Caviar is graded according to the characteristics of the grain or berries, terms used to describe the individual eggs. The key characteristics for grading include: uniformity, texture, size, color, flavor, fragrance, firmness, and the gleam. Larger sized eggs are consided to be the best. Lighter colored Caviar, such as grey Caviar is considered to be of higher quality and flavor than darker colors such as black. Caviar that tastes salty is considered to be of lower quality, so many producers add only mininmal salt (3% to 5% of volume) to preserve the roe. If more salt is added it will tend to dry out the eggs and the liquid surrounding the eggs. A good Caviar should be lacking in a fishy taste and be more buttery or savory in flavor.
The Beluga roe is larger in size, consistent with the Beluga being the largest of the sturgeon species. The roe is light grey to black in color and provides a smooth, delicate tasting Caviar that is generally the most expensive of the three varieties. The Osetra roe, which are yellowish gold to brownish grey in color are medium in size when compared to Beluga and Sevruga. They provide a somewhat nutty flavor that may be considered more robust and desirable to Beluga or Sevruga. The smallest of the eggs come from the Sevruga roe, which are greyish black in color and asltier or more intense in flavor. Sevruga Caviar is the least expensive of the three. A fourth alternative is a combination of all three Caviars, which is referred to as "pressed" Caviar. Salty and fishier in flavor, this Caviar consists of a mixture of broken and martured eggs from the three varieties.
Other varieties of Caviar are also available, which come from fish such as capelin, hackleback, lumpfish, paddlefish, salmon, trout, tuna (bottarga), and whitefish many of which are common to the United States and other regions of the world. Capelin roe may be black or bright pink in color, the pink variety being the roe often used as a topping for sushi. Capelin comes from the waters of Iceland and is considered a lower grade of Caviar. Lumpfish is considered to be a very low grade of Caviar with little flavor and a salty tasting roe. Chum salmon that are caught along the Northwestern U.S. coastal waters and rivers provide the majority of salmon Caviar. Typically, these fish are providing a less expensive Caviar with a smaller-sized berry that is saltier in flavor, crisp in texture and not as rich or delicate tasting as the sturgeon varieties. Caviar from farm raised fish can also be considered as a good alternative to more expensive varieties. As Caviar producers develop alternative types, they are also developing alternative flavors, such as truffle and wasabi flavors in an effort to enhance the taste of the roe and broaden the market for Caviar.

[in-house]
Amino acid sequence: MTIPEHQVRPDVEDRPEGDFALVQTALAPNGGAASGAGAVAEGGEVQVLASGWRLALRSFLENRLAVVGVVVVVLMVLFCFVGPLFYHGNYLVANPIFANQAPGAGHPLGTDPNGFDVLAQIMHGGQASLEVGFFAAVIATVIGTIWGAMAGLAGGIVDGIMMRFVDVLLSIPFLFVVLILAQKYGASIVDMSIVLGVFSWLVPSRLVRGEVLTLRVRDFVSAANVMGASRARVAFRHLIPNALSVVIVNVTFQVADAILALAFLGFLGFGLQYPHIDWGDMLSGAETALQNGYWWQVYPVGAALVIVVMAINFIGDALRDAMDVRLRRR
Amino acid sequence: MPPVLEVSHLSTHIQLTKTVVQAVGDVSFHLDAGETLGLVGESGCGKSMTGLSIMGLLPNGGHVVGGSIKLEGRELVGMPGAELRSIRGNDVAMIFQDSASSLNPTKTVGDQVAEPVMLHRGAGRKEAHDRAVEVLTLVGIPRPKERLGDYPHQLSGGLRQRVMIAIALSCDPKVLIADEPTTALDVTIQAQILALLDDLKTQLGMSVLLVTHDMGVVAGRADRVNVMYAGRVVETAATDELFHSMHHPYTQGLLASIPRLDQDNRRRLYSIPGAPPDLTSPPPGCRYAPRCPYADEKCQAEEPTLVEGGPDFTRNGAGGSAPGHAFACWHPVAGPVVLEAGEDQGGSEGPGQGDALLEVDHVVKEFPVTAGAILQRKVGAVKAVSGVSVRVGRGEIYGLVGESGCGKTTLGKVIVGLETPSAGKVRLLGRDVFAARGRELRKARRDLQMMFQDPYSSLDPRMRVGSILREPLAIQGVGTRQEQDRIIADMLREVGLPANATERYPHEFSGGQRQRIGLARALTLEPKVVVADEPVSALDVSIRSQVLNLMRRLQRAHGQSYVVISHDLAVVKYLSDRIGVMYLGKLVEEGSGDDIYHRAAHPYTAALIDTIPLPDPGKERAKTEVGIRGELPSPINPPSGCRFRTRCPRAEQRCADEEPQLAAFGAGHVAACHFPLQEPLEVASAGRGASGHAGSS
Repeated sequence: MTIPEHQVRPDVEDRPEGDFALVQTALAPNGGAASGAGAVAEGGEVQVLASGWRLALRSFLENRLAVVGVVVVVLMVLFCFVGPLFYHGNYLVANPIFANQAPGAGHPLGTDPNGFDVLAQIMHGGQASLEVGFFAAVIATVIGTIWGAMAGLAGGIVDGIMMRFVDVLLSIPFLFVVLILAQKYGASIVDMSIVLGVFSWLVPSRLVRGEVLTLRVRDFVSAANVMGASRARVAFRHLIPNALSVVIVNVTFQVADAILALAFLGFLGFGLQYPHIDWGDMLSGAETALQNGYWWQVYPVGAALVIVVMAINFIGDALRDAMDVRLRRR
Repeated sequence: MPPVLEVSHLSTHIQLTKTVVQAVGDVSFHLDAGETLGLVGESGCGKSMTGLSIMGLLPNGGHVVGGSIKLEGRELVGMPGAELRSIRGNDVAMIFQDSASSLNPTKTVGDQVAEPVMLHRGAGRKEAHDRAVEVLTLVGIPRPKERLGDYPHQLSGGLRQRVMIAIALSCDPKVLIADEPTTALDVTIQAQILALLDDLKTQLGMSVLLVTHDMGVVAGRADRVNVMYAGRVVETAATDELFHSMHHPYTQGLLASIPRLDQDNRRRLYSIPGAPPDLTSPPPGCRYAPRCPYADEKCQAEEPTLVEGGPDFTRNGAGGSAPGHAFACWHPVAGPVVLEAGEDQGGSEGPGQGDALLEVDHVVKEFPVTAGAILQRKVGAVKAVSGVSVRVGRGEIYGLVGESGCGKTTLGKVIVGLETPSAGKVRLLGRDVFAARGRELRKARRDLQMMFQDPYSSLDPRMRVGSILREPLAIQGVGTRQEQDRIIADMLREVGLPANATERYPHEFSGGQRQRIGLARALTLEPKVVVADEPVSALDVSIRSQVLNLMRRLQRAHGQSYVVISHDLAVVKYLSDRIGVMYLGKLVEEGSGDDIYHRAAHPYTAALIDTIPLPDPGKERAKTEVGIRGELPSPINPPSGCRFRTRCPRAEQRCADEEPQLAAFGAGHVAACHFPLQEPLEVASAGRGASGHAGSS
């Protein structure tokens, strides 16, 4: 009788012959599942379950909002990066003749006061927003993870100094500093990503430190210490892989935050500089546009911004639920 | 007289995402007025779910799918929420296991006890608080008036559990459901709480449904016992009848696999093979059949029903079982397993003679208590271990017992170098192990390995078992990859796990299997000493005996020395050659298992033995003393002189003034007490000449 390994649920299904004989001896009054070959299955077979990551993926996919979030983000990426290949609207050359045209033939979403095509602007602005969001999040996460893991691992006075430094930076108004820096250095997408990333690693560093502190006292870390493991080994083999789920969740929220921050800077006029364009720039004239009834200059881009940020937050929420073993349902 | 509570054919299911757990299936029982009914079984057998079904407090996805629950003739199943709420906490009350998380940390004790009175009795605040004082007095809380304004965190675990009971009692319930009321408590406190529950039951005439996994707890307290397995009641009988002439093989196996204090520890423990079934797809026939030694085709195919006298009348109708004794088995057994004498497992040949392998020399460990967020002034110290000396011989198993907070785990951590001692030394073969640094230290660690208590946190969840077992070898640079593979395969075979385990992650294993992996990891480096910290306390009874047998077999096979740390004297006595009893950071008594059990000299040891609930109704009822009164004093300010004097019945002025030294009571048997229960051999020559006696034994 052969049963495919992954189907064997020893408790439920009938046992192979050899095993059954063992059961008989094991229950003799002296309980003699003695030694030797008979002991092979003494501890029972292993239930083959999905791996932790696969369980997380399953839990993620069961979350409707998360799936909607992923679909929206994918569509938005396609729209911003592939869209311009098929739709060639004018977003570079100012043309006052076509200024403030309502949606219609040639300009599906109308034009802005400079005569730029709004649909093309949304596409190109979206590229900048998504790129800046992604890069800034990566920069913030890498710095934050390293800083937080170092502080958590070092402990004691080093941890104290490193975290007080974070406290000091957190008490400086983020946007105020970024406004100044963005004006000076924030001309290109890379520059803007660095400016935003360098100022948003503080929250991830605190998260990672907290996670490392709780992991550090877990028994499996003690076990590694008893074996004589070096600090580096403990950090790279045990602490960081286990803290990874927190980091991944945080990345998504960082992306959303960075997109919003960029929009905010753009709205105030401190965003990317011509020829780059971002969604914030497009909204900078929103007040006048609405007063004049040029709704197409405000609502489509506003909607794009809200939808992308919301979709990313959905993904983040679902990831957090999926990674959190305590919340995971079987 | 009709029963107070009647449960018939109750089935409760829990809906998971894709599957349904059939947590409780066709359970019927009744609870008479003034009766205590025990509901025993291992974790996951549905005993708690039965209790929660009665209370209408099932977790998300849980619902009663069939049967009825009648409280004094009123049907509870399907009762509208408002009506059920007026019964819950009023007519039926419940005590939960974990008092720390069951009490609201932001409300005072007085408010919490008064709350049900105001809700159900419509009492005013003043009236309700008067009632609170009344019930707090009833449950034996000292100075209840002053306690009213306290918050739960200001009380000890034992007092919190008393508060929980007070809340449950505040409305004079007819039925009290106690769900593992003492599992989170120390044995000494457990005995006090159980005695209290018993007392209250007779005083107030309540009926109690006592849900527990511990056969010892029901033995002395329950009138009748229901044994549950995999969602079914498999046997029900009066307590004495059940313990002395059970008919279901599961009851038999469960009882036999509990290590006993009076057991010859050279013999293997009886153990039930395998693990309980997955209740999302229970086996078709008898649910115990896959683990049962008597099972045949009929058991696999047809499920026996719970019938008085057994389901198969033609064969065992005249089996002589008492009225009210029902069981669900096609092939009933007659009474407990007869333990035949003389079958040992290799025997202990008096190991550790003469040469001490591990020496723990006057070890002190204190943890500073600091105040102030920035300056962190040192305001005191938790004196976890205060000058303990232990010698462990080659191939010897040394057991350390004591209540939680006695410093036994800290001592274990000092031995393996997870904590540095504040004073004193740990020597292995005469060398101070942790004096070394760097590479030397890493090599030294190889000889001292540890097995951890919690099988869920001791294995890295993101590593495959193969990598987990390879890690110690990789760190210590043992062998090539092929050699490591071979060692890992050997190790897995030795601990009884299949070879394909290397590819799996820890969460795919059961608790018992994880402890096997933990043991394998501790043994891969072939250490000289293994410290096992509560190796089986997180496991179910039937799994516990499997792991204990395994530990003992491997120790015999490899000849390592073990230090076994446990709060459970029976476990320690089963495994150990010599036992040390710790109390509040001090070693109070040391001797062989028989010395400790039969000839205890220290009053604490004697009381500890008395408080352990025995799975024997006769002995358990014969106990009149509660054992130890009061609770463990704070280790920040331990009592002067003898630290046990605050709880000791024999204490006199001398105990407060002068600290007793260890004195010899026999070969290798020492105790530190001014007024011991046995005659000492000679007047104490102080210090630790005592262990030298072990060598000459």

When selecting Caviar, choose fresh Caviar whenever possible. The eggs should appear plump, unbroken and consistent in size. As they are eaten, the eggs will resist slightly and then "pop" as they are broken open by the teeth. Bottled or canned Caviar is also available which will not be as flavorful as the fresh variety. When packed for shipment, keep fresh Caviar in an airtight container surrounded by ice. Excessive exposure to air will damage the Caviar, so it is best to keep well sealed until use. Caviar is often packed in oil with salt to preserve the texture and flavor. Too much oil adds too much liquid substance while too much salt only serves to dry out the Caviar, so make sure the Caviar is not packed in an excessive amount of oil or salt. After Caviar is opened and if there is some leftover, it is best to cover the top of the caviar with plastic wrap and then seal the tin or bottle shut. In an effort to increase the shelf life of Caviar, some producers will pasteurize the product. Unfortunately, the pasteurization process decreases the flavor of the product giving it a more bland taste and often hardens the egg texture. Pasteruized eggs don't have the "pop" quality when eaten and tend to simply "crush" between the teeth.
Store Caviar in an air-tight container, close to the coldest section of the refrigerator without freezing it. Unopened, it can be kept refrigerated for 2 to 3 weeks. Caviar should be served as soon as possible after it is purchased and should not be stored for more than 1 to 2 days after opening. Similar to wine, Caviar is adversely affected by exposure to air, so keep the Caviar as cold as possible at all times and tightly covered in an airtight container when stored. Keeping Caviar at temperatures between 28ºF to 32ºF is best to preserve the freshness and flavor.
When preparing, remove the Caviar from the refrigerator approximately 1 hour before serving and place the Caviar in a bowl that is then set within a container holding ice. A common serving suggestion is to use a small round cracker or a small Russian pancake known as a blini, approximately 2 inches in diameter. Place a dollop of crème fraîce on the cracker or blini and top with Caviar. Caviar is commonly eaten with crackers or small toasts as an appetizer, however it can also be served as a garnish to meat and fish dishes or potatoes and as a complement to other food dishes. As an appetizer it is often accompanied by hard boiled eggs, chopped onions, sour cream or crème fraîche, and wedges of lemon. Adding fresh lemon juice to the Caviar will enhance the flavor of a bland tasting batch of eggs. Add 2 tablespoons of juice to each ounce of roe. Allow approximately 1 to 2 ounces of Caviar per person.